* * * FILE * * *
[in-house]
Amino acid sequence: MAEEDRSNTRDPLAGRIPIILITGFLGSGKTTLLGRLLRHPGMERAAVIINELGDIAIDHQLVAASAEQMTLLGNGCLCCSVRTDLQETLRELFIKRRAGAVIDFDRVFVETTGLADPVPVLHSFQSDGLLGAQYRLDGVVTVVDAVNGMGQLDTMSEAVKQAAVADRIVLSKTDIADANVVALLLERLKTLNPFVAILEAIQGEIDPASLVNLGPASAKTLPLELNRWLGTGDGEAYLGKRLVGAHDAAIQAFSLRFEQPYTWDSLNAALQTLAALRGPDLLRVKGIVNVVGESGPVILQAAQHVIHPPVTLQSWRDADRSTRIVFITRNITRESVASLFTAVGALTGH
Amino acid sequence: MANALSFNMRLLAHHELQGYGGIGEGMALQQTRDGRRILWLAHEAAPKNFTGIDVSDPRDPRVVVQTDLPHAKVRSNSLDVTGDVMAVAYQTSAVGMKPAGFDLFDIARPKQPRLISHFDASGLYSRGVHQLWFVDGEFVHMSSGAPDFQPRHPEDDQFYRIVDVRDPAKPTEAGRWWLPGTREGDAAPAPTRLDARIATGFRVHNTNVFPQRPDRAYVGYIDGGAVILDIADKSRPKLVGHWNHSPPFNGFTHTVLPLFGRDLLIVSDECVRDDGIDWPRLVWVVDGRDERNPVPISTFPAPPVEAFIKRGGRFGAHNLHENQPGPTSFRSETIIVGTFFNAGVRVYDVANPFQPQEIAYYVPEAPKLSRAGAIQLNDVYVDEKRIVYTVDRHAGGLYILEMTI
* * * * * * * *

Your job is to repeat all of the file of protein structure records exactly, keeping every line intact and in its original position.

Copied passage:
[in-house]
Amino acid sequence: MAEEDRSNTRDPLAGRIPIILITGFLGSGKTTLLGRLLRHPGMERAAVIINELGDIAIDHQLVAASAEQMTLLGNGCLCCSVRTDLQETLRELFIKRRAGAVIDFDRVFVETTGLADPVPVLHSFQSDGLLGAQYRLDGVVTVVDAVNGMGQLDTMSEAVKQAAVADRIVLSKTDIADANVVALLLERLKTLNPFVAILEAIQGEIDPASLVNLGPASAKTLPLELNRWLGTGDGEAYLGKRLVGAHDAAIQAFSLRFEQPYTWDSLNAALQTLAALRGPDLLRVKGIVNVVGESGPVILQAAQHVIHPPVTLQSWRDADRSTRIVFITRNITRESVASLFTAVGALTGH
Amino acid sequence: MANALSFNMRLLAHHELQGYGGIGEGMALQQTRDGRRILWLAHEAAPKNFTGIDVSDPRDPRVVVQTDLPHAKVRSNSLDVTGDVMAVAYQTSAVGMKPAGFDLFDIARPKQPRLISHFDASGLYSRGVHQLWFVDGEFVHMSSGAPDFQPRHPEDDQFYRIVDVRDPAKPTEAGRWWLPGTREGDAAPAPTRLDARIATGFRVHNTNVFPQRPDRAYVGYIDGGAVILDIADKSRPKLVGHWNHSPPFNGFTHTVLPLFGRDLLIVSDECVRDDGIDWPRLVWVVDGRDERNPVPISTFPAPPVEAFIKRGGRFGAHNLHENQPGPTSFRSETIIVGTFFNAGVRVYDVANPFQPQEIAYYVPEAPKLSRAGAIQLNDVYVDEKRIVYTVDRHAGGLYILEMTI